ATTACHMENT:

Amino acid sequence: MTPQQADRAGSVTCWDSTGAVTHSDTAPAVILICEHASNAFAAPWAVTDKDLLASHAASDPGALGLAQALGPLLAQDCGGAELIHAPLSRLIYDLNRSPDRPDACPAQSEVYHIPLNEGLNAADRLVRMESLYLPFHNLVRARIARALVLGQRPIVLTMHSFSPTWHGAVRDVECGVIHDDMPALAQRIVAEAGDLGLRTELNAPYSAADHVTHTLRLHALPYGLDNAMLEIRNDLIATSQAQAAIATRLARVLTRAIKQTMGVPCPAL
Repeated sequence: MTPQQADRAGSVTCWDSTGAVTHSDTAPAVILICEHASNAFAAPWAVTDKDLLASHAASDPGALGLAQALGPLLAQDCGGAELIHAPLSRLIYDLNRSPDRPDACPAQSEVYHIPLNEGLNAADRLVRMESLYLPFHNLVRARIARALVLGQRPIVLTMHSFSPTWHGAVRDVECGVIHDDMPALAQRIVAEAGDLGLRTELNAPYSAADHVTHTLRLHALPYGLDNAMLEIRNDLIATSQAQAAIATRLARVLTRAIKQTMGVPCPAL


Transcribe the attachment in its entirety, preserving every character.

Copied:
Amino acid sequence: MTPQQADRAGSVTCWDSTGAVTHSDTAPAVILICEHASNAFAAPWAVTDKDLLASHAASDPGALGLAQALGPLLAQDCGGAELIHAPLSRLIYDLNRSPDRPDACPAQSEVYHIPLNEGLNAADRLVRMESLYLPFHNLVRARIARALVLGQRPIVLTMHSFSPTWHGAVRDVECGVIHDDMPALAQRIVAEAGDLGLRTELNAPYSAADHVTHTLRLHALPYGLDNAMLEIRNDLIATSQAQAAIATRLARVLTRAIKQTMGVPCPAL
Repeated sequence: MTPQQADRAGSVTCWDSTGAVTHSDTAPAVILICEHASNAFAAPWAVTDKDLLASHAASDPGALGLAQALGPLLAQDCGGAELIHAPLSRLIYDLNRSPDRPDACPAQSEVYHIPLNEGLNAADRLVRMESLYLPFHNLVRARIARALVLGQRPIVLTMHSFSPTWHGAVRDVECGVIHDDMPALAQRIVAEAGDLGLRTELNAPYSAADHVTHTLRLHALPYGLDNAMLEIRNDLIATSQAQAAIATRLARVLTRAIKQTMGVPCPAL